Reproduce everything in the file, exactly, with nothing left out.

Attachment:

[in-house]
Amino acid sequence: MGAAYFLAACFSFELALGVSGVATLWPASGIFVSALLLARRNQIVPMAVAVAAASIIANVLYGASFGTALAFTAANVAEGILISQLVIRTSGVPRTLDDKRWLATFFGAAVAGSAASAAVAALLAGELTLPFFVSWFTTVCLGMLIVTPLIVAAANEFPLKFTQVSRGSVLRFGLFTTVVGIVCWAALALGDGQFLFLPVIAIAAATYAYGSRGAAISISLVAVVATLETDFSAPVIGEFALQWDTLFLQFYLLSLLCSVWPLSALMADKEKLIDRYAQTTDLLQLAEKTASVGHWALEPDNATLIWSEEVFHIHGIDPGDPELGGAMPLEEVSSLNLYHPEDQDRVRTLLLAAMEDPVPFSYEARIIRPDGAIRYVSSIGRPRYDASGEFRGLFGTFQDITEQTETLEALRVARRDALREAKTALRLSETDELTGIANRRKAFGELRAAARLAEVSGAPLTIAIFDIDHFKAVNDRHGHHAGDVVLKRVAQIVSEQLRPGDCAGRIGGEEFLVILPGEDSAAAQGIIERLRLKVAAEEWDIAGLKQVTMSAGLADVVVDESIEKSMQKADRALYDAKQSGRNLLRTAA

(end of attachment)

[in-house]
Amino acid sequence: MGAAYFLAACFSFELALGVSGVATLWPASGIFVSALLLARRNQIVPMAVAVAAASIIANVLYGASFGTALAFTAANVAEGILISQLVIRTSGVPRTLDDKRWLATFFGAAVAGSAASAAVAALLAGELTLPFFVSWFTTVCLGMLIVTPLIVAAANEFPLKFTQVSRGSVLRFGLFTTVVGIVCWAALALGDGQFLFLPVIAIAAATYAYGSRGAAISISLVAVVATLETDFSAPVIGEFALQWDTLFLQFYLLSLLCSVWPLSALMADKEKLIDRYAQTTDLLQLAEKTASVGHWALEPDNATLIWSEEVFHIHGIDPGDPELGGAMPLEEVSSLNLYHPEDQDRVRTLLLAAMEDPVPFSYEARIIRPDGAIRYVSSIGRPRYDASGEFRGLFGTFQDITEQTETLEALRVARRDALREAKTALRLSETDELTGIANRRKAFGELRAAARLAEVSGAPLTIAIFDIDHFKAVNDRHGHHAGDVVLKRVAQIVSEQLRPGDCAGRIGGEEFLVILPGEDSAAAQGIIERLRLKVAAEEWDIAGLKQVTMSAGLADVVVDESIEKSMQKADRALYDAKQSGRNLLRTAA